PHOENIX - Technology consultants hired by Arizona Senate Republicans to probe the 2020 election have finished counting and photographing nearly 2.1 million ballots from Maricopa County.
A final report of the findings is still weeks to months away, said Ken Bennett, a former Republican secretary of state working on the effort. But the milestone marks an end to the most visible portion of the unprecedented partisan election audit, which saw teams of people recruited by supporters of former President Donald Trump working through dozens of pallets of ballots on the floor of a former basketball arena.
The GOP-led Senate ordered the audit after Trump backers claimed without evidence that fraud led to his loss in Arizona and other battleground states. The Republican-dominated Maricopa County Board of Supervisors has repeatedly said the election was fair and free of any problems.
The audit can't change the election results. But it's being carefully watched by Trump and some of his most ardent supporters who believe it will finally turn up evidence to support fraud claims. President Joe Biden narrowly won Arizona, a longtime Republican stronghold that has been steadily moving toward the center.
"Audit Update: Paper examination and counting are finished today," the audit team wrote in a post on Twitter. "Thank you to all the amazing Arizona volunteers who made this audit possible!"
Election experts say the auditors are inexperienced, biased and using unreliable procedures, and their findings will be suspect. To lead the audit, GOP Senate President Karen Fann hired Cyber Ninjas, an obscure Florida cybersecurity firm with no election or auditing experience before the 2020 election. The firm's leader, Doug Logan, is a Trump supporter who has aggressively promoted false narratives of election fraud.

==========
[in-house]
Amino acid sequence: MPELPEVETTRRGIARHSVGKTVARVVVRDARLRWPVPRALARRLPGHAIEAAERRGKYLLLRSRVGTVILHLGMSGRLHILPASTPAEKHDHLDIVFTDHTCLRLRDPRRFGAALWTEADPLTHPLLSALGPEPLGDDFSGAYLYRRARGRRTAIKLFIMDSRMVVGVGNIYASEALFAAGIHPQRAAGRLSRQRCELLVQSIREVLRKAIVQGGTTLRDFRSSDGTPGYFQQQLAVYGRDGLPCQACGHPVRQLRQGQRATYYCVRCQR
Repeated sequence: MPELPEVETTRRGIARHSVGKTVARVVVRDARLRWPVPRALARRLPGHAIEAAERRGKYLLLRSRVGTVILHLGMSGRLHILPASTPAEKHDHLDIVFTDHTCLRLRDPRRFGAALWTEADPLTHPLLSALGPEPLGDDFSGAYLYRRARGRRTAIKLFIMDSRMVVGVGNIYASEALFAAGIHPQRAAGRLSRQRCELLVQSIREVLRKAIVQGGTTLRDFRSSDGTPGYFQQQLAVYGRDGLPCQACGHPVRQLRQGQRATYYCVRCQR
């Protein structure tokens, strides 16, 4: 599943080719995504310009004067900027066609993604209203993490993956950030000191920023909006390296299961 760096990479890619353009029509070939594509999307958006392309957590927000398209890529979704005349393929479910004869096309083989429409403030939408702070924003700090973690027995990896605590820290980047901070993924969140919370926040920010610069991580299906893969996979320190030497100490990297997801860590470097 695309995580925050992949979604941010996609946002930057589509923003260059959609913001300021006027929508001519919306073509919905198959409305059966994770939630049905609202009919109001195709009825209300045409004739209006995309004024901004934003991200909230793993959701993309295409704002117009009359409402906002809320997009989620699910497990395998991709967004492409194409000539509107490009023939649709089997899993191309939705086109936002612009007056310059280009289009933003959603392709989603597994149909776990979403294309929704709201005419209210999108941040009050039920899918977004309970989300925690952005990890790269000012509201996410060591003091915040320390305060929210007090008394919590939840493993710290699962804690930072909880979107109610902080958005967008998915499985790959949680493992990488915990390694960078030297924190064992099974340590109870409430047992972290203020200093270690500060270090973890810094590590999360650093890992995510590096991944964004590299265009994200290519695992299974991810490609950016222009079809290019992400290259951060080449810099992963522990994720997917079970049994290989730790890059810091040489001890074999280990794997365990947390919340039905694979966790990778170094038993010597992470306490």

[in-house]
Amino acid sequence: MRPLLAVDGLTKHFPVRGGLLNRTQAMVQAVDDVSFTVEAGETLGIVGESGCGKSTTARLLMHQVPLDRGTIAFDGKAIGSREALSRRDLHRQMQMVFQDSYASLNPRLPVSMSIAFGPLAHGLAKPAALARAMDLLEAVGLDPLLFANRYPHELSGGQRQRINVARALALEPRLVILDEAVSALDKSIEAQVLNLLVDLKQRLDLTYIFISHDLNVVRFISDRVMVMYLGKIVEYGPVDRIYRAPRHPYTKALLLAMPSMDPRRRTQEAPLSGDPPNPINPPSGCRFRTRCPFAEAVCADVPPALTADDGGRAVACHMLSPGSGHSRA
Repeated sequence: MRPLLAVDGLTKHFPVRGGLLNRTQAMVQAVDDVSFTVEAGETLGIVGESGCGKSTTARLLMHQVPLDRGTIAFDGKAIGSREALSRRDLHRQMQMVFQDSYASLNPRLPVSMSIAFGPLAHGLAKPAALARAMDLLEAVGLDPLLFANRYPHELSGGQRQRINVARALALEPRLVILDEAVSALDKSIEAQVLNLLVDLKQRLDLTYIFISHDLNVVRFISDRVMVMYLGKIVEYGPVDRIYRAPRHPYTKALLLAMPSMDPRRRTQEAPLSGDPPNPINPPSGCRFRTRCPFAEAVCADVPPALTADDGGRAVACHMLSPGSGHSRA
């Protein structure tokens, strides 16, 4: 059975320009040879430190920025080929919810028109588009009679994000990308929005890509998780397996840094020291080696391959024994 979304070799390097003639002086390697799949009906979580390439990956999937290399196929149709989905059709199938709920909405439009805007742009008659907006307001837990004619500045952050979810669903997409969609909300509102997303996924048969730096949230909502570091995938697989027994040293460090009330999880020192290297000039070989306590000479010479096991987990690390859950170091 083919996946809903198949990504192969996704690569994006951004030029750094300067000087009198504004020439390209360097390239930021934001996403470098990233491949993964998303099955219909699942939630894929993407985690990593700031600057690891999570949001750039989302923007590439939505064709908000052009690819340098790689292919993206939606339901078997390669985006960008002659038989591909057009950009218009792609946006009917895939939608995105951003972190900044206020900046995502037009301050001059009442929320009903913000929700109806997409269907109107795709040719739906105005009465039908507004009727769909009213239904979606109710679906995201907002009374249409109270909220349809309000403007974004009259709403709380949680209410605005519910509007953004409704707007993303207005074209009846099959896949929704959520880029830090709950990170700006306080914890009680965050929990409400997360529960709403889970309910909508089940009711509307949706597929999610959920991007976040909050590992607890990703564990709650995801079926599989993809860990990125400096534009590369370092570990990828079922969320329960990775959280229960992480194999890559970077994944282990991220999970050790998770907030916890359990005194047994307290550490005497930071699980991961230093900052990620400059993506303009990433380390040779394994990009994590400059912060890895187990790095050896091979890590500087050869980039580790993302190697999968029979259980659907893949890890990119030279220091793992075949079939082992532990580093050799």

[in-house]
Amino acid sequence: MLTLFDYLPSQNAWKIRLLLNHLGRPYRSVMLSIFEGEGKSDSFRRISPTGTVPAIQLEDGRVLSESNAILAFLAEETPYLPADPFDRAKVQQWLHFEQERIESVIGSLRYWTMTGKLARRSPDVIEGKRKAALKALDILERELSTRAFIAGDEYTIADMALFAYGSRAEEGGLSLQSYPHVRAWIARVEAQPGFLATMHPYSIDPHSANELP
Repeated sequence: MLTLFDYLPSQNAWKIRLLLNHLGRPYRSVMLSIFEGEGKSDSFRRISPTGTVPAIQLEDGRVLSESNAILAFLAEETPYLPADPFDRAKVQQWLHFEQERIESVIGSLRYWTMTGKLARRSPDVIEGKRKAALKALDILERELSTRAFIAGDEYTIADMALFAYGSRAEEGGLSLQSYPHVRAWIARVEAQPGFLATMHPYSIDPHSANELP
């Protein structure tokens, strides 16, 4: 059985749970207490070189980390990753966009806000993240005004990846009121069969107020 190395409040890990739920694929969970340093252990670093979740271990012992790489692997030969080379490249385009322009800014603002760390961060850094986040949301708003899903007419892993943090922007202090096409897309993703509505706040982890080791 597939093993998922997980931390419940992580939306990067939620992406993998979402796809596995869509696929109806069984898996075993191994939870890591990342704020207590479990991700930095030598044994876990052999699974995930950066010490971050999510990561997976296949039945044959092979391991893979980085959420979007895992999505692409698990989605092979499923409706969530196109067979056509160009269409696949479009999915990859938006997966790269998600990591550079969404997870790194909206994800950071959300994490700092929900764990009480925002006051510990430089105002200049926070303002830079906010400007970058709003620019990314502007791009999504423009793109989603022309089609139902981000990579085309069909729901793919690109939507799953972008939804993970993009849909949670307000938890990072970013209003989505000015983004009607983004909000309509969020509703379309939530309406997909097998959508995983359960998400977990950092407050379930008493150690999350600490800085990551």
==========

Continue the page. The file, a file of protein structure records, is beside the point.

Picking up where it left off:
Workers sitting at tables in colorful shirts watched ballots swing by on a turntable, marking down results for the presidential and U.S. Senate contests, the two successes for Democrats on an Arizona ballot where Republicans mostly swept other races. They also took high resolution photos of each ballot to evaluate the composition of the paper and pen marks, apparently to test conspiracy theories that fake ballots were inserted.
That effort at the Veterans Memorial Coliseum is what has wrapped up. But Bennett said other audit work is ongoing, including the evaluation of data from election servers and voting machines. He said he expects a final report by Labor Day, but it could come as soon as late July.
"I think too much emphasis has been put on the tasks that are happening here at the Coliseum, but these are not the only two tasks of the audit," Bennett said.
Auditors will vacate the Coliseum by the time their lease expires Wednesday evening, Bennett said in a text message. He did not respond to questions about where the ballots will go and whether they will be returned to the county.
Observers working for Democratic Secretary of State Katie Hobbs have documented a variety of security lapses, shifting procedures and other issues, including the sloppy protection of passwords and combinations on locks controlling secured areas.
It's also unclear who is paying for the audit, but several fundraising groups tied to Trump supporters claim to have collected millions of dollars in donations. The Senate signed a $150,000 contract with Cyber Ninjas, which Logan has acknowledged is not enough to cover the costs.
Fann has said the audit is not meant to overturn the 2020 election but rather to see whether laws need improvement and instill confidence in elections. Logan says his personal views are irrelevant.
Continuing coverage of the Arizona election audit
- Arizona audit of 2020 election hits hand-count milestone; triggers interest in Secretary of State race
- Records detail decision-making surrounding controversial Arizona election audit
- Arizona GOP election audit draws out-of-state Republican politicians
- Key firm drops out of Arizona GOP's 2020 election recount
- It's not just Arizona: Push to review 2020 ballots spreads
- Experts or ‘grifters’? Little-known firm runs Arizona's controversial election audit
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